Alcohol is still the deadliest drug. Surveys conducted in 2014 show that alcohol remains, by far, the drug most associated with violent crime. 40% of those incarcerated for violent crimes had been drinking at the time they committed these offenses.
Alcohol’s Affects on your Brain and Body– watch this excellent two minute video by Dr. Samuel Ball as he summarizes the effects of alcohol on the brain and body.
A Positive Unintended Consequence – read how alcohol-control law may curb partner abuse. This article summarizes research published in the Journal of Studies on Alcohol and Drugs which contends there is a correlation between the number of alcohol outlets in a community and the incidence of intimate partner violence.
Stanford study reveals fetal alcohol spectrum disorders prevalence in US. Nearly 5 percent of US children may be affected by FASD according to a new study published in Pediatrics.
Watch this 60 second video to learn how even minor alcohol consumption can impact a woman’s risk of breast cancer. Author Scott Stevens has created a series of minute long Youtube videos on a variety of alcohol related topics. Search Sobriety :60 or Scott Stevens on www.youtube.com to learn more.
Drinking behind 1 in 10 deaths of working-age adults. Read the full article by Frank Pompa and Hoai-Tran Bui, USA Today, June 27, 2014.
What is excessive alcohol use? Read the article by the Centers for Disease Control and Prevention, June 26, 2014.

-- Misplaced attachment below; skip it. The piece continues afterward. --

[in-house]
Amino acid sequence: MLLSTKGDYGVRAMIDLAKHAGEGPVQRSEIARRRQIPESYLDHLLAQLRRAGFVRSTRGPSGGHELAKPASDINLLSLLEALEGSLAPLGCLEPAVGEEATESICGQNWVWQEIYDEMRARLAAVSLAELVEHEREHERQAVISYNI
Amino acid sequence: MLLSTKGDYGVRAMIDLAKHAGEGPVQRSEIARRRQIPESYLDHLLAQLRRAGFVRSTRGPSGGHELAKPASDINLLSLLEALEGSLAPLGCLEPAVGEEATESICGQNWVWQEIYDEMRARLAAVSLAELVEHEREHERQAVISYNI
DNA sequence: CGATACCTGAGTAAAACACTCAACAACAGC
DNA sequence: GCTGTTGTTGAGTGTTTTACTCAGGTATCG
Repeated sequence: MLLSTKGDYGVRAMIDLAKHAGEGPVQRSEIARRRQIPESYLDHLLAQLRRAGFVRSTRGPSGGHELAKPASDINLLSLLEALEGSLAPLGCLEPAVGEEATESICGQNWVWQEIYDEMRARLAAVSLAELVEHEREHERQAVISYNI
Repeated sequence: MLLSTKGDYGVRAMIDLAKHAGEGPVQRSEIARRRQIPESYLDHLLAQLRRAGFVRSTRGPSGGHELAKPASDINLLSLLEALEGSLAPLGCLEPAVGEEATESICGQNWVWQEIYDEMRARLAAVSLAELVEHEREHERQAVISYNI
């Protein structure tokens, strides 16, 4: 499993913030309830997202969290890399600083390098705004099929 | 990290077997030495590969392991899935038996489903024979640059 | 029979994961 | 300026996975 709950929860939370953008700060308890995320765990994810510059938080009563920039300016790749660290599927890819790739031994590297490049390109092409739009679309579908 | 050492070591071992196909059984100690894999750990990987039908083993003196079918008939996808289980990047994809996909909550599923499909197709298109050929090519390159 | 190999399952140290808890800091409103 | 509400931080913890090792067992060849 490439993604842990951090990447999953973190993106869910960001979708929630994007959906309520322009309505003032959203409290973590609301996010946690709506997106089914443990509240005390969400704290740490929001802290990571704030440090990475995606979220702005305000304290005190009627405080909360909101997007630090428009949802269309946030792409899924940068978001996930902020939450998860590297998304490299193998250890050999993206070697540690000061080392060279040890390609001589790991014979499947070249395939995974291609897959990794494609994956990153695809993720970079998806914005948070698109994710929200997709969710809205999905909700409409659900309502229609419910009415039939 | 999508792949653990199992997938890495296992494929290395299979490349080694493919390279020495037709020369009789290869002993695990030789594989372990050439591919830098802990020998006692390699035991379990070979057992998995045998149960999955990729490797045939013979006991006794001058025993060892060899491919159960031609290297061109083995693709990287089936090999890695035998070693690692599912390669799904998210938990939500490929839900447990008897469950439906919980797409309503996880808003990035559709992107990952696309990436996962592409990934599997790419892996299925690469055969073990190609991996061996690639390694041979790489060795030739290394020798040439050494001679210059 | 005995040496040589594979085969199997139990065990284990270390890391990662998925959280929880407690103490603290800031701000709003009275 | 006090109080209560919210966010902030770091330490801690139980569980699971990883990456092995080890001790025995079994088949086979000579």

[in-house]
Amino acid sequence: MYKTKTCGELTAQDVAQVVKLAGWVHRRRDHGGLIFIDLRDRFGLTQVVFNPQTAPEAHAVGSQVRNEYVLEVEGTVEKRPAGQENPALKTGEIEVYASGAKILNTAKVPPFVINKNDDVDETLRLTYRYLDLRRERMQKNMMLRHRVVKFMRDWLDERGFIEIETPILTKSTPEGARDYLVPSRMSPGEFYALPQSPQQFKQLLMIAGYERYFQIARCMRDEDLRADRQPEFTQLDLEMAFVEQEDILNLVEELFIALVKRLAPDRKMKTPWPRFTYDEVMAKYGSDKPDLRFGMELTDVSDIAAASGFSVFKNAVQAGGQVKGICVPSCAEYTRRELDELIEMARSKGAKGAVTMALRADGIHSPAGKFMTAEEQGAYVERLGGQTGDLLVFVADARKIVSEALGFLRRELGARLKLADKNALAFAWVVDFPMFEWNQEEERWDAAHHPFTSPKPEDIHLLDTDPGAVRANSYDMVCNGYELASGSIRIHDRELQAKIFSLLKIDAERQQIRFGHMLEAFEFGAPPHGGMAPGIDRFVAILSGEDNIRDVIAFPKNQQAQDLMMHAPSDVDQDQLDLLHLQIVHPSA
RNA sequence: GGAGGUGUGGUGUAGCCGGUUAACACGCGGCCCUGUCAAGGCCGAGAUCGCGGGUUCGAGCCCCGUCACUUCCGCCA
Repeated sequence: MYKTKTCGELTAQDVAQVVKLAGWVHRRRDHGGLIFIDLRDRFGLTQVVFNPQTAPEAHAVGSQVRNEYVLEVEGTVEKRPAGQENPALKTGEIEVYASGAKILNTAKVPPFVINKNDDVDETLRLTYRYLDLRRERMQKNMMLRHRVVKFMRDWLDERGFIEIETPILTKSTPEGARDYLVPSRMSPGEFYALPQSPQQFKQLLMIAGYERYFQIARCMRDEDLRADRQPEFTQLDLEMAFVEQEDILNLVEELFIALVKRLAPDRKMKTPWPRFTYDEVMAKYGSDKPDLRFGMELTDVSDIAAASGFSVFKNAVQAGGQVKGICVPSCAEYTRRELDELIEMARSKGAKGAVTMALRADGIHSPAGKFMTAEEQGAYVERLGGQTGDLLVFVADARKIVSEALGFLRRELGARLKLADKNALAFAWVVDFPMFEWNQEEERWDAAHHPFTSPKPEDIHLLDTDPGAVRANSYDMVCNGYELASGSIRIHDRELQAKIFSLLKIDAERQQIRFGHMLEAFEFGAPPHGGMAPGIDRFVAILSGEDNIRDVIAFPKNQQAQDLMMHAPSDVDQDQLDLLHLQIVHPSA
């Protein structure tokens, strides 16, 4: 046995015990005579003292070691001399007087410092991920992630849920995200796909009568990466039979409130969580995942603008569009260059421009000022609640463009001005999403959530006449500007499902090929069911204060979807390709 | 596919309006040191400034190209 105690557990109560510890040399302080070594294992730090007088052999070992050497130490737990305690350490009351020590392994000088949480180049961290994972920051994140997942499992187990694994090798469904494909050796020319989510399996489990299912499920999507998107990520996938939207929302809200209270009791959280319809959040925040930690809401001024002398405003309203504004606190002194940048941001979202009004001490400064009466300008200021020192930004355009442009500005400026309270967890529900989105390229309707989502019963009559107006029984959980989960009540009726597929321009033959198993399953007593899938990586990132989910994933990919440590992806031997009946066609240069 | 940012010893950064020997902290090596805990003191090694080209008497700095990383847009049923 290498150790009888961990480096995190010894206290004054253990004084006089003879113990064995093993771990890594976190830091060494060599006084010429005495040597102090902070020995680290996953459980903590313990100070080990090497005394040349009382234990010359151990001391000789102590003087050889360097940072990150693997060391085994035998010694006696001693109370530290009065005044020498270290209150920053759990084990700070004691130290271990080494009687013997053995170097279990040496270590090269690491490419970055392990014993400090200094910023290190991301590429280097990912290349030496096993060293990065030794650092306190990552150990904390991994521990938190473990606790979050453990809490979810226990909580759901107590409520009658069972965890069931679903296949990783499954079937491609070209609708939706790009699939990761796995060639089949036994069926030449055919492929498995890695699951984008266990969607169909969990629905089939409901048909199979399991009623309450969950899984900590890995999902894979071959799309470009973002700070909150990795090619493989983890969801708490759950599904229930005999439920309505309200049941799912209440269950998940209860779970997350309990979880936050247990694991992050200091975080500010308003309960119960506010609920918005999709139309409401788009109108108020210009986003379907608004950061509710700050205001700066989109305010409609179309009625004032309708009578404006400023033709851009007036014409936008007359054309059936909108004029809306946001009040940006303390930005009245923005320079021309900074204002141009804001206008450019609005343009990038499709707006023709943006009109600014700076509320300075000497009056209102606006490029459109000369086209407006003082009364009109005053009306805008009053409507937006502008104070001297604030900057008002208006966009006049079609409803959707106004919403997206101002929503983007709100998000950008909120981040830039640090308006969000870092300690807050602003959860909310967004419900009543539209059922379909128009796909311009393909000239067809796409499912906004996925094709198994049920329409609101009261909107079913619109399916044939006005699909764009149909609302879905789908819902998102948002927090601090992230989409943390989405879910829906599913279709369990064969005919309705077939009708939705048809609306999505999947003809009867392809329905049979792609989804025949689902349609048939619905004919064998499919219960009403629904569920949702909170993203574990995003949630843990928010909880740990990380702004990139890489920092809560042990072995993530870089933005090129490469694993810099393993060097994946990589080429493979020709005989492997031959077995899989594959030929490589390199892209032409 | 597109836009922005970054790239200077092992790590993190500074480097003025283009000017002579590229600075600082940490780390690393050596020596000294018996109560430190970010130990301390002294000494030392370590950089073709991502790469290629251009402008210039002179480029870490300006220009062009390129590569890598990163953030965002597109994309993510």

Energy drinks, alcohol don’t mix, study finds. Read the article by Anna Orso, Chicago Tribune, December 4, 2013.
Alcohol Most Common “Date Rape” Drug, Law Enforcement Officials Say. Read the article by Join Together Staff, October 29, 2013
Excessive Alcohol Use Costs $223.5 Billion Annually, according to a new study by the CDC. Read the article by Join Together Staff, August 14, 2013, Drugfree.Org/Join-Together. Click here to view the CDC’s findings as published in the American Journal of Preventive Medicine.
Alcohol may generate revenue, but at what cost? Read the article by Chris Woodward (August 30, 2013), OneNewsNow.com
Booze Prices Went Up, But Americans Too Drunk To Notice. Read the article by Kyle Stock, July 31, 2013, Bloomberg Businessweek.
New Threshold Urged on Drunken Driving. Read the article by Amy Schatz, May 15, 2013, The Wall Street Journal On-line
Study cites beer as easiest substance to obtain. Read the study by The National Center on Substance Abuse at Columbia University.
Alcohol and Crime. Read the article by Katti Gray, May 27, 2013, The Crime Report.org
Alcohol and Other Drugs and the Elderly. Read the article by Richard A. Friedman, M.D., April 29, 2013, The New York Times/New Old Age Blogs
Without alcohol, red wine is still beneficial. Read the article by the American Heart Association, Circulation Research.
Even moderate consumption may decrease new brain cells. Read the article published by Neuroscience Journal, November 2012.
Sermon – Take it From A Drink Like Me, by Jim Spruce.